Avraham dies at a good age; For Ramban, that means a state of having accomplished it all; for Rashi it is the sense of closure; Yishmael after experiencing the vicissitudes of life has come back; Avraham who must force out Yishmael and Hagar because of their deviant paths is able to bring them back into the beis Avraham, thus closing his life with serenity. Avraham does not violate Sarah’s command [5], for that only obtains when they are negatively impacting. One fascinating question: the chickens come home to roost: both Yishmael and Hagar return – coincidence? Or did one lead the other, and if so – in which direction? I have seen no sources on the matter. Something to think about!

II. In our 2nd approach (that of the Sages), (Keturah ≠ Hagar), we may rightfully wonder why the Torah does not reveal Keturah’s identity and Why indeed does Avraham marry her? A simple midrashic approach:

“‘In the morning – sow your seed, and towards evening do not cease’ (Kohelet 11:6) – if you have children when you are young, marry a wife in your old age and bear [more] children. From whom do we learn this? From Avraham, who married a wife and had children when he was younger, and he took [another] wife in his old age.” (Yalkut Shimoni 109)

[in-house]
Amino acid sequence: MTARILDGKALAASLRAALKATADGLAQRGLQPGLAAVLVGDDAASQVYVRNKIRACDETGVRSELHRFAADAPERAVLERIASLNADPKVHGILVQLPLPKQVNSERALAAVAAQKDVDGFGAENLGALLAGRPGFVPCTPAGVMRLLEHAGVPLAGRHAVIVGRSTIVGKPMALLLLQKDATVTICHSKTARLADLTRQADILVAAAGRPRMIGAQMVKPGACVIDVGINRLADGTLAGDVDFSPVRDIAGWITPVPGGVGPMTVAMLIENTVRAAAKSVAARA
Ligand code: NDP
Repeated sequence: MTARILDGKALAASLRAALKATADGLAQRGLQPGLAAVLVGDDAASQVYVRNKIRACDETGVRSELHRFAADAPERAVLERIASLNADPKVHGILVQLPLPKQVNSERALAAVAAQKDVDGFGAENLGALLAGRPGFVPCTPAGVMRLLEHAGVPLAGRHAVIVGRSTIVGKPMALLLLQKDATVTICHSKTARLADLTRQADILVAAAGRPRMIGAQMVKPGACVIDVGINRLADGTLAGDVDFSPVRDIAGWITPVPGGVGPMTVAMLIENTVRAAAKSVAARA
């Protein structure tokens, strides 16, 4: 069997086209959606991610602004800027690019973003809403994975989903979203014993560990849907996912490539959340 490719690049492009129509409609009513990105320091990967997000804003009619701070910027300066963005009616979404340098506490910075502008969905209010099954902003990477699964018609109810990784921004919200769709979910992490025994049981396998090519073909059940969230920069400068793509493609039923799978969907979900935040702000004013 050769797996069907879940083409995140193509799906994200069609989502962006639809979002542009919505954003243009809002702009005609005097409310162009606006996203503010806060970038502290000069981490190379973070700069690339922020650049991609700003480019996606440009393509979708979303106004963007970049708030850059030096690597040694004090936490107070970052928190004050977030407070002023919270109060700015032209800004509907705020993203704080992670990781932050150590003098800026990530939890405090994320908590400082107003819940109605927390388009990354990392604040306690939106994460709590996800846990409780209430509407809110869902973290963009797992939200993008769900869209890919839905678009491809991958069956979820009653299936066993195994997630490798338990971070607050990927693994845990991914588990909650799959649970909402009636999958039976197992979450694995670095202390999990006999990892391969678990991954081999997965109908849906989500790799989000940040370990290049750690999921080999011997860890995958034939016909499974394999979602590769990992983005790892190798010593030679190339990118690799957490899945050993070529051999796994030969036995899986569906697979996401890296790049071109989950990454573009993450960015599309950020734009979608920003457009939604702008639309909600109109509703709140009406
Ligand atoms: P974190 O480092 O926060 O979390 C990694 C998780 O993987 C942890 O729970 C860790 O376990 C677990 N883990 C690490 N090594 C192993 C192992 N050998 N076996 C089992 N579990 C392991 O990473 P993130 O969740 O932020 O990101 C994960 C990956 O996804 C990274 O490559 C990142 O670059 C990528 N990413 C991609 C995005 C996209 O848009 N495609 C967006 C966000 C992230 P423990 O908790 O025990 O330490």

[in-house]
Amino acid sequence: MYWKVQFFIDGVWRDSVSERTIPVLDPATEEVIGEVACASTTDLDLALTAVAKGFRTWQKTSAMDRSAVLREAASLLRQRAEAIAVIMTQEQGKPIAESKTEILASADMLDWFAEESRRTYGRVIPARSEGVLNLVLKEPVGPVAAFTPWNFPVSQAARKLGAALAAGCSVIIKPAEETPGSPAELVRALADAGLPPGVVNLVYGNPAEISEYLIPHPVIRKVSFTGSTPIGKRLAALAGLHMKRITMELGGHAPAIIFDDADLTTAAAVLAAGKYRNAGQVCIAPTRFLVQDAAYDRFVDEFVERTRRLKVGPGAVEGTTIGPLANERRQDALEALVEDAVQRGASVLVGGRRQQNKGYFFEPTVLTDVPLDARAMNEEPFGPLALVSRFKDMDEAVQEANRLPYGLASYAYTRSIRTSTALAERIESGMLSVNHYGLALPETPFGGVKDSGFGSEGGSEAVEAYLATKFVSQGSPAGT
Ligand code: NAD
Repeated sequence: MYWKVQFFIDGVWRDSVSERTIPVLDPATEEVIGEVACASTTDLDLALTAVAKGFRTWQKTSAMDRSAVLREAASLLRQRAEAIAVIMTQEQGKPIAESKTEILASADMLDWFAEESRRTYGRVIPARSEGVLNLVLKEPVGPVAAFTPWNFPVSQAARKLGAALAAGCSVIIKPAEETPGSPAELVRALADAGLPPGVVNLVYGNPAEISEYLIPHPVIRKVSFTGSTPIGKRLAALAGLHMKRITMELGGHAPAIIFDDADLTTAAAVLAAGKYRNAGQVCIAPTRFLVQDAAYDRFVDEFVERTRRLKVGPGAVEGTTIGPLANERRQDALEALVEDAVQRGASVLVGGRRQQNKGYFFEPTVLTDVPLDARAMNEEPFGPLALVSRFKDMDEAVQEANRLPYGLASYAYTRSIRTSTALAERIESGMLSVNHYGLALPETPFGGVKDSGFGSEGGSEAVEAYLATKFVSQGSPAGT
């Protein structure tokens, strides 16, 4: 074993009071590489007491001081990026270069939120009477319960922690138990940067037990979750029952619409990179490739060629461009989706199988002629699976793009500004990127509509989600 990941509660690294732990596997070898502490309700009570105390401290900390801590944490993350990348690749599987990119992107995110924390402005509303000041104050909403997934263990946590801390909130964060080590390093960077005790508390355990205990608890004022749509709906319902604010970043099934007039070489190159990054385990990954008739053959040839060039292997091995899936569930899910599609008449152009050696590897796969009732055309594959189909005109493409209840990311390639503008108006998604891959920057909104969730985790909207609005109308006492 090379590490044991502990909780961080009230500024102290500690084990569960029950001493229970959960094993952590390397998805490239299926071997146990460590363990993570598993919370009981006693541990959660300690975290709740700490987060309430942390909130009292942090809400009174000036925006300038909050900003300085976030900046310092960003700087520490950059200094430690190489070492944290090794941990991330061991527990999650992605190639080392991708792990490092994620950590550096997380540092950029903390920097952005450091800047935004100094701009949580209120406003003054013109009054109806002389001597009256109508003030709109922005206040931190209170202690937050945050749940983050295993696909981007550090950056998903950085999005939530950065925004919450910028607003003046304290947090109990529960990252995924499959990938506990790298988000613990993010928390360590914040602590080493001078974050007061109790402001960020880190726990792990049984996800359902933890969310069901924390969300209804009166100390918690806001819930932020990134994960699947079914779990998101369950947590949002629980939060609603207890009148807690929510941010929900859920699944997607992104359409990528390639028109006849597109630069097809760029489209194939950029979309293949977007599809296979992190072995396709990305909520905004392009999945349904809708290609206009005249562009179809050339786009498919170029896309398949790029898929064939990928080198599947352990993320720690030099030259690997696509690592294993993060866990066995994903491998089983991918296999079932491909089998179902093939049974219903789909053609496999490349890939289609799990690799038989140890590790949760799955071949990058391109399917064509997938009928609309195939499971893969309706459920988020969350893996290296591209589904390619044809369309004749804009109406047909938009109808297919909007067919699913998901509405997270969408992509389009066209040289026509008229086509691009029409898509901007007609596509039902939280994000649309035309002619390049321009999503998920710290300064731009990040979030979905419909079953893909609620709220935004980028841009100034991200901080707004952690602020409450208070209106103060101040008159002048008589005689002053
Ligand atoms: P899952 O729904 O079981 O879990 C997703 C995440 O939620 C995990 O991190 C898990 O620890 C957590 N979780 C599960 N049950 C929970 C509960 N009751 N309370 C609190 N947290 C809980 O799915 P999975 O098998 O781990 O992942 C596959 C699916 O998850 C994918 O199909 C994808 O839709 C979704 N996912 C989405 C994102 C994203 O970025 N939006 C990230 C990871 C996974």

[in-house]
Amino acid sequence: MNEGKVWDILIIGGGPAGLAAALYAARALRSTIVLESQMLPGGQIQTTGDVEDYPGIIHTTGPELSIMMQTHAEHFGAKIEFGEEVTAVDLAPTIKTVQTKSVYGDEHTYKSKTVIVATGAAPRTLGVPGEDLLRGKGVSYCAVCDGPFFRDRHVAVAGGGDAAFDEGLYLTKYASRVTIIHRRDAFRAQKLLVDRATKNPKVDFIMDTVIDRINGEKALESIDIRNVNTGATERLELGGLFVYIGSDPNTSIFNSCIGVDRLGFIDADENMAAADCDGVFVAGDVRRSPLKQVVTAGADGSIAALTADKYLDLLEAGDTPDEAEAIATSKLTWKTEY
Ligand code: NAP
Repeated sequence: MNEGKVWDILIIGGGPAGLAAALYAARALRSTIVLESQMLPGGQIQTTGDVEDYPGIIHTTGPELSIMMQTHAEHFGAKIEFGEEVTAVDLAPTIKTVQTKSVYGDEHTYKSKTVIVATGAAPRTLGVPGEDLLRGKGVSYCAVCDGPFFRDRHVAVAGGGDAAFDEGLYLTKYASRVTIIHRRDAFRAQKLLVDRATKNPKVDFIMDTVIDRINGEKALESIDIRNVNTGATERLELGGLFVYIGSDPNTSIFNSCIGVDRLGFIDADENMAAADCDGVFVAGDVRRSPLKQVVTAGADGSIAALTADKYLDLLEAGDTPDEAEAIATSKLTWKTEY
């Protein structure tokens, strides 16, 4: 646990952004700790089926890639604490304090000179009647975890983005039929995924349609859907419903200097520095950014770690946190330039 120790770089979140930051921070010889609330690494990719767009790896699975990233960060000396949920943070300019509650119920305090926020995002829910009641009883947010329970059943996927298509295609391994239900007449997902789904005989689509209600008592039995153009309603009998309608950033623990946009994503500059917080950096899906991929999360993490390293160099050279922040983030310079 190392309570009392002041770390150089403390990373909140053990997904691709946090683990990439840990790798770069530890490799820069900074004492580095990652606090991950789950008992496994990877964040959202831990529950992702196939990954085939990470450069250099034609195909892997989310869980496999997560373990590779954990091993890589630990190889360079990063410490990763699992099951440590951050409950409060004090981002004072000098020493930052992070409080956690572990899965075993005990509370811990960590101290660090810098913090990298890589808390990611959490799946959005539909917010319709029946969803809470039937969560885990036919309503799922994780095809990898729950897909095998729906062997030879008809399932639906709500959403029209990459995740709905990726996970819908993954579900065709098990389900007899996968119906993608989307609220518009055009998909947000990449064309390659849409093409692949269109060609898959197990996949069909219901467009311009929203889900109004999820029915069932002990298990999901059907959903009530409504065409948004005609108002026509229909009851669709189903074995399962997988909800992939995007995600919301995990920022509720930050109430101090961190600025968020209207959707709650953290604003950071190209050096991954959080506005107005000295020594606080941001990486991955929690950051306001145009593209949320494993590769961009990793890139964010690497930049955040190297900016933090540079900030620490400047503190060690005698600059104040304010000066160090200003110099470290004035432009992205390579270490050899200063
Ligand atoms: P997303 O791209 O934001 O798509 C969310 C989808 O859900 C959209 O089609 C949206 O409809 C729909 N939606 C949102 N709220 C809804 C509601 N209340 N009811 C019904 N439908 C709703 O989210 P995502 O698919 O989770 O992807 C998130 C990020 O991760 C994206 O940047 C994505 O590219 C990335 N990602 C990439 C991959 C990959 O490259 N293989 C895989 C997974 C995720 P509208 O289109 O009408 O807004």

As long as he is living, man must be productive – physically and spiritually. The Piasetzner Rebbe taught that the phrase ba bayamim, a term used in Chumash exclusively for Avraham and Sarah, implies squeezing every moment out of life – living it to the max. Avraham came with all of his days, not leaving a moment behind.

But who and why Keturah? The simplest approach is that she was a local – a Canaanite women, raising the obvious question of whither the Abrahamitic prohibition of marryng a Canaanite woman. The approach is taken and the questions asked. A beautiful midrash however dispels this notion: [Yalkut Shimoni, Iyov - 903]

“Abraham married three women: Sarah, the daughter of Shem; Ketura, the daughter of Japheth; Hagar, the daughter of Ham”. .. first the daughter of Shem, then the daughter of Ham, and finally the daughter of Japheth.

In other words Avraham marries three women, fulfilling the blessing of “through you shall be blessed all the families of the world”. Rashbam [Bereishis, 28:14] stunningly explains the word v’nivrichu [6] as grafting. In this light the Divine imperative is that at the end of his life, in his post-Sarah existence, Avraham fulfills the last piece of his blessing – through him the world is blessed and populated. After years of isolation, Avraham becomes the father of a multitude of nations.